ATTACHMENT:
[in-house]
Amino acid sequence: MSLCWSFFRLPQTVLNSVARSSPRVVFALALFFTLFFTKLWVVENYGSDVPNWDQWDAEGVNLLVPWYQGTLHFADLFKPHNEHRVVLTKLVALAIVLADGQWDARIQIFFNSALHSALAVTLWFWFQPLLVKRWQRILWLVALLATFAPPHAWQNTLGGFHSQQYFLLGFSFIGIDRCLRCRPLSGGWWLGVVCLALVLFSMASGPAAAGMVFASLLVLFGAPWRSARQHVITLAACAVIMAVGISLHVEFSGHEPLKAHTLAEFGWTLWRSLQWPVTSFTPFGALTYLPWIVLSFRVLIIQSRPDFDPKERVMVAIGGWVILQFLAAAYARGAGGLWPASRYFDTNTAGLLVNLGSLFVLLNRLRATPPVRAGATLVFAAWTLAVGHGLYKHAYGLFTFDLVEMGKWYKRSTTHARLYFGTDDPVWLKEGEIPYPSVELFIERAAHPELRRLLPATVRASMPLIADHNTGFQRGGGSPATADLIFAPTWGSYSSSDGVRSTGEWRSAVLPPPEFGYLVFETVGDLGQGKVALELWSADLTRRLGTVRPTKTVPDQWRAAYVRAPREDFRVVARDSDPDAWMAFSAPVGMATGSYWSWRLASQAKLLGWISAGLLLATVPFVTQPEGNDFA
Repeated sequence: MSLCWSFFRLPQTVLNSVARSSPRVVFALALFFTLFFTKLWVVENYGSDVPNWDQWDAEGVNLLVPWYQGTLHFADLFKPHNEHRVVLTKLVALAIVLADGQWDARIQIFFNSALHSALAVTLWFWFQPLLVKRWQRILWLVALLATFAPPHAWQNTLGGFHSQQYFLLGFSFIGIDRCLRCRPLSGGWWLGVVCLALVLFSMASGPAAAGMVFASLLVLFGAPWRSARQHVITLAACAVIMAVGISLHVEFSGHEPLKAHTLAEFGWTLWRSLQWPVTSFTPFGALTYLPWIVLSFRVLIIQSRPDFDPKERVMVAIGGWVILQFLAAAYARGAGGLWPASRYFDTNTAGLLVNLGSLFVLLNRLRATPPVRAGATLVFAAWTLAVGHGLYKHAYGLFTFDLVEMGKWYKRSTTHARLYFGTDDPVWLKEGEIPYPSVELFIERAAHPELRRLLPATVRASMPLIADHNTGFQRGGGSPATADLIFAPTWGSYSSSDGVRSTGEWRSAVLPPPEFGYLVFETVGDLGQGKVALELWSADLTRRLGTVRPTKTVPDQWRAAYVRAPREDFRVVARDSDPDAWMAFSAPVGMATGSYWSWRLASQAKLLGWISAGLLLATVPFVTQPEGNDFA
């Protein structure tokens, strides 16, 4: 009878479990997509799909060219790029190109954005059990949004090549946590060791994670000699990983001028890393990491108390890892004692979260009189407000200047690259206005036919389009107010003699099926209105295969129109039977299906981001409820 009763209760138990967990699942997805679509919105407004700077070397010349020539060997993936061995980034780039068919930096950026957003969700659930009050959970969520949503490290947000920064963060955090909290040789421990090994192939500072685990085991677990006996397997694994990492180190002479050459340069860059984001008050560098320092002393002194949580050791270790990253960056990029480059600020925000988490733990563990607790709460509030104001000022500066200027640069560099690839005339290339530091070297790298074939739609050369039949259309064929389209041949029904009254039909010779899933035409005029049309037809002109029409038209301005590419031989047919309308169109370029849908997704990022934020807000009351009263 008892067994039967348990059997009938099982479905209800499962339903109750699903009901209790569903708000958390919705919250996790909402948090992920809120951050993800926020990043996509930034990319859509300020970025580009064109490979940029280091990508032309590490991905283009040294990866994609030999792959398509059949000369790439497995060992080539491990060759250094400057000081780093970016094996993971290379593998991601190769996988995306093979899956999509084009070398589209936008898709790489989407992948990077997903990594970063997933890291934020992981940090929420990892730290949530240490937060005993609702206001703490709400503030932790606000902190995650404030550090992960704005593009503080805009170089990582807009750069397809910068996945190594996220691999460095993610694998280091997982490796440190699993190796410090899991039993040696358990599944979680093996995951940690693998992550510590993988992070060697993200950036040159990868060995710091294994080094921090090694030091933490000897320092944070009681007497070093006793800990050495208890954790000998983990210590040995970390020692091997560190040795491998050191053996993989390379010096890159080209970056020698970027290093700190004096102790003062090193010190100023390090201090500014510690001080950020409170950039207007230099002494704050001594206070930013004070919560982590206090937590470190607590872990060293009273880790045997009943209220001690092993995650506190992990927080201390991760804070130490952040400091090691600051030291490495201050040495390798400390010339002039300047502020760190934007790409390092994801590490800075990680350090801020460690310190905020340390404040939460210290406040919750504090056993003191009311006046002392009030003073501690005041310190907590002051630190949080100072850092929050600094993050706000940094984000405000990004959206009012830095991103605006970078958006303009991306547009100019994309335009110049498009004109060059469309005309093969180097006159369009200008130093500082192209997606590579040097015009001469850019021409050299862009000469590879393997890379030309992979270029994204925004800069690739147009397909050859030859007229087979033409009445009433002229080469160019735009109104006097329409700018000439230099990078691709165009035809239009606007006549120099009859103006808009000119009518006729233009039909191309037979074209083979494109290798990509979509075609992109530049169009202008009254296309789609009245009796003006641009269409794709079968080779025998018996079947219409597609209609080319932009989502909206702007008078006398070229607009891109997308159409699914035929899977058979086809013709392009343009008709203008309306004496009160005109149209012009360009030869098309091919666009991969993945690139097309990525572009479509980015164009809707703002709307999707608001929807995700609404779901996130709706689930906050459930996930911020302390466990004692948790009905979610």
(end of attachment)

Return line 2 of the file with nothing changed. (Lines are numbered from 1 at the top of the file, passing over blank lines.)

Amino acid sequence: MSLCWSFFRLPQTVLNSVARSSPRVVFALALFFTLFFTKLWVVENYGSDVPNWDQWDAEGVNLLVPWYQGTLHFADLFKPHNEHRVVLTKLVALAIVLADGQWDARIQIFFNSALHSALAVTLWFWFQPLLVKRWQRILWLVALLATFAPPHAWQNTLGGFHSQQYFLLGFSFIGIDRCLRCRPLSGGWWLGVVCLALVLFSMASGPAAAGMVFASLLVLFGAPWRSARQHVITLAACAVIMAVGISLHVEFSGHEPLKAHTLAEFGWTLWRSLQWPVTSFTPFGALTYLPWIVLSFRVLIIQSRPDFDPKERVMVAIGGWVILQFLAAAYARGAGGLWPASRYFDTNTAGLLVNLGSLFVLLNRLRATPPVRAGATLVFAAWTLAVGHGLYKHAYGLFTFDLVEMGKWYKRSTTHARLYFGTDDPVWLKEGEIPYPSVELFIERAAHPELRRLLPATVRASMPLIADHNTGFQRGGGSPATADLIFAPTWGSYSSSDGVRSTGEWRSAVLPPPEFGYLVFETVGDLGQGKVALELWSADLTRRLGTVRPTKTVPDQWRAAYVRAPREDFRVVARDSDPDAWMAFSAPVGMATGSYWSWRLASQAKLLGWISAGLLLATVPFVTQPEGNDFA